Don't worry, Google thoroughly vets the app developers who read your email

Joanna Estrada
September 21, 2018

In a letter to USA senators Susan Molinari, Google's vice president for public policy in the Americas admitted that it lets app developers access the inboxes of millions of users - even though Google itself stopped looking in 2017.

Big quote: "In some cases, employees at these app companies have read people's actual emails in order to improve their software algorithms". Pretending that it is, though, is more like following someone else's prompt than genuinely responding to what The Wall Street Journal read in a letter Google sent to senators questioning the privacy protections afforded to Gmail users.

Later, Google said in a blog post that the company is continuously vetting developers and their apps that integrate with Gmail before it opens them for general access.

Google itself has mined users' emails since Gmail was launched in 2004, but announced previous year that it would stop the practice, amid privacy concerns and a federal wiretapping lawsuit.

Google may face more heat from Washington lawmakers about how it safeguards customer data.

Google defends its data collection position and policies claiming that it continually and thoroughly vets app developers who are granted such unrestricted access.

And what's interesting is that Google admitted not only giving third-party developers access to Gmail accounts, but also allowing them to share what they find with other third parties.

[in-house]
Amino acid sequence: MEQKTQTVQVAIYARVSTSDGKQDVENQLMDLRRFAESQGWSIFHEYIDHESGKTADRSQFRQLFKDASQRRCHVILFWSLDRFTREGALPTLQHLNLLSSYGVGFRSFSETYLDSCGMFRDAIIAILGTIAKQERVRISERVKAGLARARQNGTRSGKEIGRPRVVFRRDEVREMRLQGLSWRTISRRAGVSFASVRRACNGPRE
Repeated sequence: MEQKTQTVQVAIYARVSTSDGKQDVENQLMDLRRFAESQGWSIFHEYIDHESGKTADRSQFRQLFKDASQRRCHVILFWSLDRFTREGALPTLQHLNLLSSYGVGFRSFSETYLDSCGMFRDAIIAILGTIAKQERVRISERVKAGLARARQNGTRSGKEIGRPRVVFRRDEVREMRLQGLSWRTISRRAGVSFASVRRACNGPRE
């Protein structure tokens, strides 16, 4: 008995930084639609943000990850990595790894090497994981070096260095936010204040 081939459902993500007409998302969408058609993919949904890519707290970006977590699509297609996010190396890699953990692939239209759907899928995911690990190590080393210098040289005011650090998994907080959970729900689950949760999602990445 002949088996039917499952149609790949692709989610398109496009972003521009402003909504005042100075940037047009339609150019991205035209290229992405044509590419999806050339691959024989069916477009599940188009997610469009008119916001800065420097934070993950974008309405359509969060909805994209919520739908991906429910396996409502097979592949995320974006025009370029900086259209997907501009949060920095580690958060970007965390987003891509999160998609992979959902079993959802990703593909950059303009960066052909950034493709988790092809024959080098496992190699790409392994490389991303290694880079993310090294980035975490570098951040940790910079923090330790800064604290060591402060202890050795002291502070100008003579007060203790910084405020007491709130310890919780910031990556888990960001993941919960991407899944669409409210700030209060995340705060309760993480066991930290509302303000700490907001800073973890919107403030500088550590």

Google told senators it has suspended apps due to "a lack of transparency to users", without identifying violators or when enforcement actions took place.

"If we detect significant changes in the behavior of the app after it has been approved, we will once again manually review the app", she wrote. "No humans at Google read users' Gmail, except in very specific cases where they ask us to and give consent, or where we need to for security purposes, such as investigating a bug or abuse", the company said.

That includes both an automated and manual review of the developer of the software, along with scrutinizing the privacy policy relating to the app (and undertaking an assessment of the app's legitimacy). The whole issue is a reminder to be careful of what add-ons you install.

Other reports by Click Lancashire

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